Art for Cancer Foundation, a non-profit, volunteer-run charitable organization, strives to improve the quality of life for those living with cancer, ‘by providing an outlet for creative expression through the arts.’

The foundation celebrated the grand opening of its permanent space, the AFC Place, on Davenport Road, just west of Symington Avenue, Thursday, July 16, with a ribbon cutting ceremony and guided tours. AFC Place is dedicated to providing free creative programs on a regular basis for people living with cancer.

The brainchild of Palacio, she established the charity after losing both her parents to cancer within 15 months of each other.

“I come from the corporate world, I worked in financial services. In 2007, my mother was diagnosed with cancer. She was given two months to live,” Palacio said. “The whole experience was just so extremely stressful. I took a leave of absence to care for my mom. She lived a year-and-a-half. The stress was unbelievable.”

In the midst of looking after her mother, Palacio recalled her five-year-old grandson asking, ‘Grandma, how do you draw a rose?’

Admitting she didn’t know, Palacio searched online for help and ended up ordering a painting kit for him. However, it wasn’t Spencer who painted, but Palacio herself.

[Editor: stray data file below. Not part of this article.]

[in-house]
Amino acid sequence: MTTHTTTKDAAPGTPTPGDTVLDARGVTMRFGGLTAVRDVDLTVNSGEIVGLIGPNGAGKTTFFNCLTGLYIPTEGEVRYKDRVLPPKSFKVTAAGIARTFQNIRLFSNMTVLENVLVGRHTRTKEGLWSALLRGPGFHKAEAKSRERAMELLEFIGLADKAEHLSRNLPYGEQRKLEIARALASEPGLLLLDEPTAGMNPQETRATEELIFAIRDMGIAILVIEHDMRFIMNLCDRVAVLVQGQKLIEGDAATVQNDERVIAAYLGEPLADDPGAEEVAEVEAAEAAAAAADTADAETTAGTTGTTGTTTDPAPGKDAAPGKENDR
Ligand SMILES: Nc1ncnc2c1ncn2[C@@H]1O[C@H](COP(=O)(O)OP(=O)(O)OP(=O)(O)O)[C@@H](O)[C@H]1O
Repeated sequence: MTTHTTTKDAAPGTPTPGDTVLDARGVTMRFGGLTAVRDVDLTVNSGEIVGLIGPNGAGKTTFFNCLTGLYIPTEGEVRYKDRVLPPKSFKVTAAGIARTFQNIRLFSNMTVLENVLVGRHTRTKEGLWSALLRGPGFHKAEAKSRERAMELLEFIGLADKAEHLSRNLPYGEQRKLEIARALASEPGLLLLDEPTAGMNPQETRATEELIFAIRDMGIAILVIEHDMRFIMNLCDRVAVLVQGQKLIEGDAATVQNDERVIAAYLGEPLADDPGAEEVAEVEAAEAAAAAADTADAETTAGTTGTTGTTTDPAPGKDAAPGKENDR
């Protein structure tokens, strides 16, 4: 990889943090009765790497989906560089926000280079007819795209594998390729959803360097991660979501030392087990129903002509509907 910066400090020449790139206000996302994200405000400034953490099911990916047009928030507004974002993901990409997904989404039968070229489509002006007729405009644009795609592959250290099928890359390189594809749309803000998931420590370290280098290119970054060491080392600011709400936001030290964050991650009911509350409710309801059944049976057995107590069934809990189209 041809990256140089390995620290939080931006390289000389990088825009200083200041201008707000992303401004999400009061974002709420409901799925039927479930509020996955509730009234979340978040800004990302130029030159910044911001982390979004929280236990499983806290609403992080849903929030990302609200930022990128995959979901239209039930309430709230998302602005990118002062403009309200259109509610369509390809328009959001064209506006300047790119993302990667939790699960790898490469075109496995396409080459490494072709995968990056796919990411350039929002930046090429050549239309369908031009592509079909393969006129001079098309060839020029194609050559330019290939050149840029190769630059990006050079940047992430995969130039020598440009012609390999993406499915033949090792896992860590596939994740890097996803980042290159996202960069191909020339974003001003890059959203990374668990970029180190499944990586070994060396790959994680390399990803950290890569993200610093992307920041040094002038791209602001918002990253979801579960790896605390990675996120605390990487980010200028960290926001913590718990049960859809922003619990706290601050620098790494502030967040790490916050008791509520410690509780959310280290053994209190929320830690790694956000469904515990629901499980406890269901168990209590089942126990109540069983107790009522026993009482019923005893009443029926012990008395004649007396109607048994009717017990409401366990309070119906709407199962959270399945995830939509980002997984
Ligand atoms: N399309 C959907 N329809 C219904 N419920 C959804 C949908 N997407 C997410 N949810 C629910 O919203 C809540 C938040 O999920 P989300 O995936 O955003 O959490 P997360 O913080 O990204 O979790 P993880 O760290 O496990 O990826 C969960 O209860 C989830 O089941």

“I’d get up at 4 a.m. and explore with acrylic,” she recalled. “I’d paint from 4 to 6 in the morning. I must have done 400 paintings. This is what kept me grounded, sane.”

The Art for Cancer Foundation is not about therapy, Palacio stressed.

“We’re therapeutic art,” she said.

In its early days, in 2011, the organization operated out of Art Works Art School, on Jane Street, north of Bloor Street West. For the first two years, Palacio and another board member ran all the workshops. Since its inception, the workshops offered have grown from 11 to 72 last year. Princess Margaret Hospital carries Art for Cancer Foundation brochures in its library.

Entirely self-funded and volunteer-run, the organization relies on such fundraisers as the Scotiabank Marathon, this year taking place Oct. 18. It is seeking walkers and runners who would like to participate in support of the Art for Cancer Foundation.

“It’s hard to find someone who hasn’t been touched by cancer, who is either a cancer survivor, or is caring for a person with cancer or has lost someone to cancer,” Palacio said. “We tend to attract those living with cancer.”

Visit Art for Cancer Foundation at 1884 Davenport Rd. Email contact@artforcancerfoundation.org or log onto www.artforcancerfoundation.org for details.